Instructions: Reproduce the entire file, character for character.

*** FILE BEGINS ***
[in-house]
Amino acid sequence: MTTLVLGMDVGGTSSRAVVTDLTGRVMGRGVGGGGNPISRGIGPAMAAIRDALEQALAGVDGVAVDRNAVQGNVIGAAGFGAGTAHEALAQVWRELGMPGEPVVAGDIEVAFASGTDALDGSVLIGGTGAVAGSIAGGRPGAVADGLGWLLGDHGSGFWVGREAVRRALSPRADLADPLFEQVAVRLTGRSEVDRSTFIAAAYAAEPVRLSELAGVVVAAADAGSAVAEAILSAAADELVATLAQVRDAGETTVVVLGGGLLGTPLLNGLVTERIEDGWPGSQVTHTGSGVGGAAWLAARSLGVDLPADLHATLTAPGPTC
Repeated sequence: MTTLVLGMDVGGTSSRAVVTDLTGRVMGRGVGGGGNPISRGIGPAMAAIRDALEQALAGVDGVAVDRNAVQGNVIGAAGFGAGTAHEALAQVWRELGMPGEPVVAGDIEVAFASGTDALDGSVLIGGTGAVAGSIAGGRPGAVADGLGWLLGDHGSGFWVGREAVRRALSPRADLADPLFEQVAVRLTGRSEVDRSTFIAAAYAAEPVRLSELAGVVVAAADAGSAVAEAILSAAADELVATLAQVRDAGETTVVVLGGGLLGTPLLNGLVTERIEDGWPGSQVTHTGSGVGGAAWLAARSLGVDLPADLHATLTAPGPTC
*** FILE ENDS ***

[in-house]
Amino acid sequence: MTTLVLGMDVGGTSSRAVVTDLTGRVMGRGVGGGGNPISRGIGPAMAAIRDALEQALAGVDGVAVDRNAVQGNVIGAAGFGAGTAHEALAQVWRELGMPGEPVVAGDIEVAFASGTDALDGSVLIGGTGAVAGSIAGGRPGAVADGLGWLLGDHGSGFWVGREAVRRALSPRADLADPLFEQVAVRLTGRSEVDRSTFIAAAYAAEPVRLSELAGVVVAAADAGSAVAEAILSAAADELVATLAQVRDAGETTVVVLGGGLLGTPLLNGLVTERIEDGWPGSQVTHTGSGVGGAAWLAARSLGVDLPADLHATLTAPGPTC
Repeated sequence: MTTLVLGMDVGGTSSRAVVTDLTGRVMGRGVGGGGNPISRGIGPAMAAIRDALEQALAGVDGVAVDRNAVQGNVIGAAGFGAGTAHEALAQVWRELGMPGEPVVAGDIEVAFASGTDALDGSVLIGGTGAVAGSIAGGRPGAVADGLGWLLGDHGSGFWVGREAVRRALSPRADLADPLFEQVAVRLTGRSEVDRSTFIAAAYAAEPVRLSELAGVVVAAADAGSAVAEAILSAAADELVATLAQVRDAGETTVVVLGGGLLGTPLLNGLVTERIEDGWPGSQVTHTGSGVGGAAWLAARSLGVDLPADLHATLTAPGPTC